Suit Seeks to Revive Low-Cost Housing Plan


A $10-million lawsuit has been filed against the city of Hidden Hills, pressuring the City Council to build a controversial low-cost housing project for senior citizens over the objections of some residents of the exclusive gated community, a lawyer announced Tuesday.

After being served with the suit, the council reversed itself late Monday and decided, tentatively, to renew its application to annex land on which to build the 46-unit complex, which would be outside the San Fernando Valley community's gates.

The Los Angeles Superior Court suit, filed by a partnership operated by Tarzana developer Danny Howard, cited the city's withdrawal last month of its annexation application as evidence that Hidden Hills was reneging on agreements to build the project. The complaint seeks $10 million in damages for alleged breach of contract, along with court orders forcing the city to proceed with Howard's project.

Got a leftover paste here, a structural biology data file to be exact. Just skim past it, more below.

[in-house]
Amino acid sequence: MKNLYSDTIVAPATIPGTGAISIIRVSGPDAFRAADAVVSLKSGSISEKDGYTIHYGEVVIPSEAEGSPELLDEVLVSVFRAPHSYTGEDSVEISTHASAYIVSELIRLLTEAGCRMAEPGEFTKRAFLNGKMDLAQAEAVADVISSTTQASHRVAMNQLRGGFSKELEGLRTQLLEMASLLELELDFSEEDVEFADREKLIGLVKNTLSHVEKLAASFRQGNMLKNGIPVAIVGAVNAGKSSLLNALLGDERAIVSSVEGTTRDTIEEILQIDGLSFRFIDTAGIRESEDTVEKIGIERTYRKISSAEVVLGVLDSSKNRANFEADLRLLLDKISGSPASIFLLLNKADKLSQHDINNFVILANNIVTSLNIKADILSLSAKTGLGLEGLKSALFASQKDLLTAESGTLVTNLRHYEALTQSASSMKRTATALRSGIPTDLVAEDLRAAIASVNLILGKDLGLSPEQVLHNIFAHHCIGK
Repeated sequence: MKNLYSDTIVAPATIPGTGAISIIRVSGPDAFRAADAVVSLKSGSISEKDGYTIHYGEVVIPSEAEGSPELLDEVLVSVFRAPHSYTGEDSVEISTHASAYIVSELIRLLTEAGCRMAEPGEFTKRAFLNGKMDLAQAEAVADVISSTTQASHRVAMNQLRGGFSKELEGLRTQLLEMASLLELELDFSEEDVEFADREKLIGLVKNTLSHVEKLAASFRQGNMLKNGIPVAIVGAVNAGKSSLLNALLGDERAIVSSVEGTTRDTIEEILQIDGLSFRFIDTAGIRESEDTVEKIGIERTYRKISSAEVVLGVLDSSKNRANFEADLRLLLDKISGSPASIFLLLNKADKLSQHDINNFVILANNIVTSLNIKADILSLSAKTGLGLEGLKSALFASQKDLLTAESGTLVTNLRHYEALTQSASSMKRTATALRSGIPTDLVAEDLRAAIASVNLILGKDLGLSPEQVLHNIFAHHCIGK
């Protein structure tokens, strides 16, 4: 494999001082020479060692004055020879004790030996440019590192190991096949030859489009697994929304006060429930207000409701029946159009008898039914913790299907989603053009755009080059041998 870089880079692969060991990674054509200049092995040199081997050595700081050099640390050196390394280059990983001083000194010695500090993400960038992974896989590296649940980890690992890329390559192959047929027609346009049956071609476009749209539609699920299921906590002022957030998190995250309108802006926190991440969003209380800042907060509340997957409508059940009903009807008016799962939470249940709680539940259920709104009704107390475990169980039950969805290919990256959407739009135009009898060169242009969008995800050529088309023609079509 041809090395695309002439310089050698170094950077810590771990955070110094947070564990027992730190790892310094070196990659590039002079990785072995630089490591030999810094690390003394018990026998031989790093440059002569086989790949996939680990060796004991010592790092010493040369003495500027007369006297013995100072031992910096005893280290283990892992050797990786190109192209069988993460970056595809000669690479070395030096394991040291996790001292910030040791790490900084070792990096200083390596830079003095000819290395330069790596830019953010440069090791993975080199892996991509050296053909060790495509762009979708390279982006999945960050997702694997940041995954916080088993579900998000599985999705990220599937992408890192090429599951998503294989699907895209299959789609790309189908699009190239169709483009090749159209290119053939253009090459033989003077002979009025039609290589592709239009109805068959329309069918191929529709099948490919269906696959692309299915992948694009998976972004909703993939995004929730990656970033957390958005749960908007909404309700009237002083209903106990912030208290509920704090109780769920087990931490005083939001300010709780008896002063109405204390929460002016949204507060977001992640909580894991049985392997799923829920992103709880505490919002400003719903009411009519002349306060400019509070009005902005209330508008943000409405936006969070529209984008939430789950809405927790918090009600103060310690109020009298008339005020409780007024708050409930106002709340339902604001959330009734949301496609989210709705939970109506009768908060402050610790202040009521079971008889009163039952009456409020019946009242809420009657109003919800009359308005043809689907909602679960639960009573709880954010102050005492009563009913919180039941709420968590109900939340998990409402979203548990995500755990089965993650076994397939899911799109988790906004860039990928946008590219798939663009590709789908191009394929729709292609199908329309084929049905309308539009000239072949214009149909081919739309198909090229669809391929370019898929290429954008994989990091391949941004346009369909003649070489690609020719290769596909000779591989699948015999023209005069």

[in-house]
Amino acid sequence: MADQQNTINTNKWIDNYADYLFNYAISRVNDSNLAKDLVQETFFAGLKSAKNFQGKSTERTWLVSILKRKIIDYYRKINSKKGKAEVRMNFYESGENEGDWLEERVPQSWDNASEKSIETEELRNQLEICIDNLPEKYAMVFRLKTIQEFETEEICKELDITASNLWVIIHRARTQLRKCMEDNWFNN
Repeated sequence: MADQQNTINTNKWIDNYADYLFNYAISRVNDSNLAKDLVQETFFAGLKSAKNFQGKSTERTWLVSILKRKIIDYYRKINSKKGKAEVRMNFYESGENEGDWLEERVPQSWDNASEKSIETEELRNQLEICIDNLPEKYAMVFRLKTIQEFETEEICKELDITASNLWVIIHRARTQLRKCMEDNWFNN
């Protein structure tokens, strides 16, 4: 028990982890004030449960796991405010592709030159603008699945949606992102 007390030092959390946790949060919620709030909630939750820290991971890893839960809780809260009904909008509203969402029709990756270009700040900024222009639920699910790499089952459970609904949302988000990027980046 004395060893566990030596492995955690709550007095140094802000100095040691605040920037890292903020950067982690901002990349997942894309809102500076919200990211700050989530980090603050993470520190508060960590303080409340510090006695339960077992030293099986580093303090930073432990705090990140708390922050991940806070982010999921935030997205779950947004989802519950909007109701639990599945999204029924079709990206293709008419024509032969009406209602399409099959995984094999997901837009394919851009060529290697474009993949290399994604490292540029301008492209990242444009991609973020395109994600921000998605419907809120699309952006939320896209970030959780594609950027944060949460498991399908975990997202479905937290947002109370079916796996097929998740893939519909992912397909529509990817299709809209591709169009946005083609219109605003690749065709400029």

"There's definitely a long history of seclusion here, spanning some 35 to 40 years now" Howard's attorney, Benjamin M. Reznik, said Tuesday at a press conference.

State law requires California cities to make provisions for housing that can be afforded by lower-income groups in their planning and zoning laws. It also requires that 20% of revenues from redevelopment agencies--such as the one Hidden Hills initiated in 1984 to fund flooding improvements--be spent on such affordable housing.

Copyright © 2019, Los Angeles Times
EDITION: California | U.S. & World